Historic Boston Incorporated 1999 Preservation Revolving Fund Casebook : Property Entries Online
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Adams House Annex/Bijou Theater

Central Business District

• Earliest building in Washington Street Theater District

• Fine Romanesque Revival architecture, with elegant stone fašade and handsome arched windows

• Once housed the first theater in B. F. Keith's renowned vaudeville empire

• Surrounded by intensive development at Millennium Place, the Opera House, and Lafayette Place

adamshouse.jpg (78197 bytes)

Name: Adams House Annex/Bijou Theater Bldg SqFt: 19,957 Lot SqFt: 9,515
Address: 543-547 Washington Street Ward: 3 Parcel: 4831
Neighborhood: Central Business District Zoning: Midtown Cultural District
Year Built: 1858-1860 Use: First floor commercial / upper floors vacant
Style: Romanesque Revival Condition: Fair
Architect(s): Jonathan Preston and William R. Emerson (fašade) Owner:
Henry H. Levin Trust
99 Chauncy Street, Box 459
Boston, MA 02111
Historic Certification: Washington Street Theater District National Register Historic District
FY99 Building Assessment: $285,500
FY02 Building Assessment: $234,800
FY99 Tax: $40,114
FY02 Tax: $21,947
FY99 Land Assessment: $797,500
FY02 Land Assessment: $488,800
Tax Status: Current

Preservation Strategy:

HBI should explore the possibility of carrying out a feasibility study with the owners of this building aimed at studying ways fill the upper floors with people, activity, life, and economic productivity. Given how long the same family has owned the building, it would appear that the rehabilitation costs could exceed the family's basis, thus making it eligible for the incentives the Federal Historic Preservation Investment Tax Credits offers.

Significance:

The Adams House Annex, with its stark but elegant stone fašade and handsome arched windows, is one of the oldest commercial buildings in the Theater District. The name of the building derives from its use in the 1860s as an annex to the former Adams House Hotel, yet its real significance comes from its association with Boston’s lively entertainment industry. At one time, the building held a 900-seat auditorium on the second floor, where B. F. Keith, America’s legendary vaudeville impresario, opened the Bijou Theater in 1885, the first in his empire of more than 400 vaudeville houses across the nation. In 1908, Keith converted the theater into the Bijou Dream, one of Boston’s first cinemas. In 1992, the owners re-boarded the windows and re-constructed the central entrance.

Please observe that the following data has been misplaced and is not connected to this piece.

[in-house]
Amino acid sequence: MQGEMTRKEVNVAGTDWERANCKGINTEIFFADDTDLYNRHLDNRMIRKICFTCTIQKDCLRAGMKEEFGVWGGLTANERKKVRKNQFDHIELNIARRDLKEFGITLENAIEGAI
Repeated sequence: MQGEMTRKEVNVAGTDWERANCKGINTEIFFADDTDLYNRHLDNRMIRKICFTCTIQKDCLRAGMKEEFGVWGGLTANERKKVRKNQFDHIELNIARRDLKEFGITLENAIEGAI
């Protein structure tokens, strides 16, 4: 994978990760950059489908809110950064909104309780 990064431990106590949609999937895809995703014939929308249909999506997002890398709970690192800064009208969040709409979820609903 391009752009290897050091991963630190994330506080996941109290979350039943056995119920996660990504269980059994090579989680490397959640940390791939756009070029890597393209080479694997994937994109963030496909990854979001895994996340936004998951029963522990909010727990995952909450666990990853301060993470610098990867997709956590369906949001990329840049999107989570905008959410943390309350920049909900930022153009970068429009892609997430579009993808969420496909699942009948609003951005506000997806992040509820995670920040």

Preservation Challenges:

The upper floors of the Adams House Annex have been vacant for decades and typify the under-utilization of upper floors of many historic commercial buildings in the Central Business District. There are common problems with these buildings. Small footprints make it economically questionable to 1) take away ground floor retail space for an office entry, 2) install an elevator, 3) construct a second means of egress. Furthermore, the upper floors of this building are about half the size of the first floor. On the other hand, the Adams House Annex occupies a commanding site on Washington Street at the intersection with Avenue de Lafayette. Its stone fašade is a defining element of this streetscape. In 1993, the Boston Landmarks Commission accepted a petition to designate this a Landmark, but it has not acted upon it. For many years, the owners, a multi-generational family, have held this and several other historic buildings in the Central Business District for speculative purposes. Although the owners' property manager attended the Boston Preservation Alliance's 1996 Theater District Charrette, their family does not have a prominent history in undertaking challenging preservation development projects.

Neighborhood Context:

The Adams House Annex is adjacent to Millennium Place, a major new office/retail/hotel/cinema complex. The Millennium Project is committed to stabilizing the exterior of the adjacent Paramount Theater, which abuts the Adams House Annex to the south, and to restoring the Paramount's art deco fašade. Plans to rehabilitate the Opera House, which abuts the Adams House Annex to the north, are also closer to fruition, with the permitting process underway. Across Washington Street, Lafayette Place recently reopened as office space for financial service firms. Washington Street also is the heart of the downtown retail district, with three major department stores within three blocks of the Adams House Annex. Nearly all street-level commercial space is occupied on Washington Street, although many commercial buildings have vacant or underused upper floors.

Other Sources of Information:

Washington Street Theater District National Register Historic District nomination form

Entry Completed: 06/23/1999

Summer 2002 Update:

The building continues to be underutilized despite the redevelopment occurring all around it. Although the BLC has yet to act upon the petition to designate this building a Landmark, it may soon do so in response to the same family's irresponsible stewardship of the nearby Modern Theater. The owner would like a single tenant to occupy the entire ground floor retail space and has given up on leasing the upper floors due to their small size.

Update Entry Completed: 08/07/2002

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